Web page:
Even after I finally worked through them all and got the system finished and filled for the final time, I wasn’t happy.
But it was finally done. For the final hardware change I made, my last computer had some weird gross mishap with the coolant, which was EK premix. This time, I used a 20/80 mixture of OAT antifreeze and distilled water. Does it cool as efficiently as other coolants or pure water? No, and I don’t care, it’s within a couple degrees and that’s more than worth trading for its theoretical lifespan. Plus, it’s purple! Matches nicely. You can’t tell though so you’ll have to take my word for it.
Finally, I could get to work on the software side. Before anything, since I still had my temporary Windows installation, I spent some time overclocking the system. What I ended up with was basically no performance improvement beyond what enabling XMP already gave me, but I did manage to maintain that level of performance while lowering power draw thanks to PBO2.
After finishing with that, I wiped the drive. Windows was never going to stay, it made me mad far too many times over the past couple years (but especially recently), so I chose not to use it. Instead, I decided to install Manjaro as my one and only operating system… and had great difficulty with it for some reason, so then I gave up and installed EndeavourOS instead, which is great. Plus, it’s purple! I especially like BTRFS, snapshots are awesome and so is the compression.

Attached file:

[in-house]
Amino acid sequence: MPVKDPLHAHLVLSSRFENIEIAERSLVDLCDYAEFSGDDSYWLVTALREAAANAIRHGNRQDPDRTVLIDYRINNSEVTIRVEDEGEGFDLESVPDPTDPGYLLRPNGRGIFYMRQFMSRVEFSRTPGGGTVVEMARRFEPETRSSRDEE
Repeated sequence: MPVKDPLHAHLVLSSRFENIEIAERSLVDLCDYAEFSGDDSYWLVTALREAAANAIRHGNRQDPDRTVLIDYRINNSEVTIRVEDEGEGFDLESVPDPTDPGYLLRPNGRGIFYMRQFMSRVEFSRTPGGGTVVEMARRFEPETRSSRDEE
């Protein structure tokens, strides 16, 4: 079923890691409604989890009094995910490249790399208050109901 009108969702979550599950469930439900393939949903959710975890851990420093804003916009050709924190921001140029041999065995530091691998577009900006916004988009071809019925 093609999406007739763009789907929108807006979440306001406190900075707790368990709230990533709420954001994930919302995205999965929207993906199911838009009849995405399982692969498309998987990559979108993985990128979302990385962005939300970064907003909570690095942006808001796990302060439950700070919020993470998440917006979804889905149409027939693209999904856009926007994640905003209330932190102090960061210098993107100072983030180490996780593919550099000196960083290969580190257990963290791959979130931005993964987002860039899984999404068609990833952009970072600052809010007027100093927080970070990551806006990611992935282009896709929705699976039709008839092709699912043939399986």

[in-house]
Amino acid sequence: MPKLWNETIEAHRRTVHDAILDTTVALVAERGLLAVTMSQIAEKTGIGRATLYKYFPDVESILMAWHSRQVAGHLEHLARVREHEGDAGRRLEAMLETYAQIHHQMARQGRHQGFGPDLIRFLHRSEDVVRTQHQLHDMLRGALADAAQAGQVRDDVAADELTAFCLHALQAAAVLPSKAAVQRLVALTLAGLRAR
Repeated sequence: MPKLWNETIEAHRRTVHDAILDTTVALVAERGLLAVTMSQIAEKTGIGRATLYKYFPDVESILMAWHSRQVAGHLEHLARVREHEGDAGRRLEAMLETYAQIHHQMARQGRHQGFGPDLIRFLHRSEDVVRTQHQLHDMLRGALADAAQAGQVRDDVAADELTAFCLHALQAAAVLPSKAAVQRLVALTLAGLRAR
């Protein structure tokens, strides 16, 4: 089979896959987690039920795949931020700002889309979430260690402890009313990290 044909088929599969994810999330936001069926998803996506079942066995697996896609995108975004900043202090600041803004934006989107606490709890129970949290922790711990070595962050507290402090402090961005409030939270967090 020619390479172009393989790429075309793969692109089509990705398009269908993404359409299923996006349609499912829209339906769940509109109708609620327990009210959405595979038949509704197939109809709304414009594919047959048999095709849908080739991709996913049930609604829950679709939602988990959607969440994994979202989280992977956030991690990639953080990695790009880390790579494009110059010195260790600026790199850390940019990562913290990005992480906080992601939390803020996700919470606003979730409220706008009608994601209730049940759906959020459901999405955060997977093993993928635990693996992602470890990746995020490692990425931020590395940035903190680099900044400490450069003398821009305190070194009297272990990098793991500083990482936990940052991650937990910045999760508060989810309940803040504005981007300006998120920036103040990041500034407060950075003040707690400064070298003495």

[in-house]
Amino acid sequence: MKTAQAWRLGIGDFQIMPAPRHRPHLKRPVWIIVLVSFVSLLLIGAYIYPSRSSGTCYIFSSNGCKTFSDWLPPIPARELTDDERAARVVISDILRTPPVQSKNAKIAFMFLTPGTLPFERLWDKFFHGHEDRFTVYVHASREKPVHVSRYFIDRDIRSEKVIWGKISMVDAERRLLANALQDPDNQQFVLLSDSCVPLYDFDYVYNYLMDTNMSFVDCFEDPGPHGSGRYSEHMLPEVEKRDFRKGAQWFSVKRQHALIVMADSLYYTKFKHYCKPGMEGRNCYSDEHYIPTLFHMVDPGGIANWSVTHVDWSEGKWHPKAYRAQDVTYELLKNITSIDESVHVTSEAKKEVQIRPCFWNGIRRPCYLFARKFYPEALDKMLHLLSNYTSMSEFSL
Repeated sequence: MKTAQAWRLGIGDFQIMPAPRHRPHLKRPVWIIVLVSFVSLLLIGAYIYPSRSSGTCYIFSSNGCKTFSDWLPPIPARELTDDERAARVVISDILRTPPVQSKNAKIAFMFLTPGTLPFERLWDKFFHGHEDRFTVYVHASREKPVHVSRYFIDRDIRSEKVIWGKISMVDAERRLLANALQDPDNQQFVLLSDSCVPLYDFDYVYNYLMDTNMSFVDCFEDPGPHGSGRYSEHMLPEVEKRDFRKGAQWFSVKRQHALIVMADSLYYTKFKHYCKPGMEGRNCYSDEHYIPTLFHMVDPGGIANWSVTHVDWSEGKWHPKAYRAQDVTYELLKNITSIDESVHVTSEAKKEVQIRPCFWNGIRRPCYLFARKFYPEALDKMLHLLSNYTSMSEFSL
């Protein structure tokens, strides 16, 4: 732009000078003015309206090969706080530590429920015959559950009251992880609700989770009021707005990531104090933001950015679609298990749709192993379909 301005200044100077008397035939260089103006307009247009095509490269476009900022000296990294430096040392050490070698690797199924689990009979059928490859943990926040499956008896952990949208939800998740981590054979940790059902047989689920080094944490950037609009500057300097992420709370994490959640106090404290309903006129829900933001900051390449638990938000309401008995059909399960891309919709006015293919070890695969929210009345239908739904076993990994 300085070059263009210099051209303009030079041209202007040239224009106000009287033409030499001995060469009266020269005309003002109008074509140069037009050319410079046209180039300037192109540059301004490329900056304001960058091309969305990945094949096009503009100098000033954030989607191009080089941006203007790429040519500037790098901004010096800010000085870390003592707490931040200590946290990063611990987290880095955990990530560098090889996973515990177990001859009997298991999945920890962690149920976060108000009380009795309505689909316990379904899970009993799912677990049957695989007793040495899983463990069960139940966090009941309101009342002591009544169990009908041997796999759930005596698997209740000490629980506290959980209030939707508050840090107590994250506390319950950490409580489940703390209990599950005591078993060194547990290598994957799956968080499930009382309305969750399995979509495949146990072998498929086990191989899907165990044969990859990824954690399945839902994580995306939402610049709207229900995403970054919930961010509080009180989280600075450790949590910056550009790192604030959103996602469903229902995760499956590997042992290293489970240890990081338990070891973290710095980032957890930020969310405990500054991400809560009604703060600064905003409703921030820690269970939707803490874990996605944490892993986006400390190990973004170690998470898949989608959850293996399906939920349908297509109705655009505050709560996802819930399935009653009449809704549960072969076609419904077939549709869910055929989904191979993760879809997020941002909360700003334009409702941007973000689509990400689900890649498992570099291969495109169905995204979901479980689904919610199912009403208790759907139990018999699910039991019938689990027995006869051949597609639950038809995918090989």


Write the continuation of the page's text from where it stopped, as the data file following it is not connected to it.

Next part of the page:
As much as I’d like to say I had no troubles with setting up linux, that would be a lie. I had a lot of trouble. But personally, I kind of enjoy the challenge of this and very much enjoy learning the ins and outs of this ecosystem, so I was having fun even through the trouble… mostly. Most of my trouble was a long stream of very minor issues though, so a lot of it I don’t remember and the rest I don’t think is worth talking about.
Now, almost six months after finishing the build, I’ve worked out nearly all of my problems and inconveniences, all of what I need is working, and I can honestly say that it’s a better experience than Windows for me. The key there is for me. Even though I like it and think it’s nice, linux is absolutely still not ready for prime time and most people would probably hate it. It’s still slowly getting better though, and with the Steam Deck being as cool as it is, I hope to see linux become more user friendly and subsequently widely adopted.
Unfortunately, whether or not my curse is broken still remains to be seen… but I’ve already had to RMA a part once. We’ll see if this computer is still alive and well in another year and a half.
If this one dies too I’m going to eat the whole thing and become a forest hermit.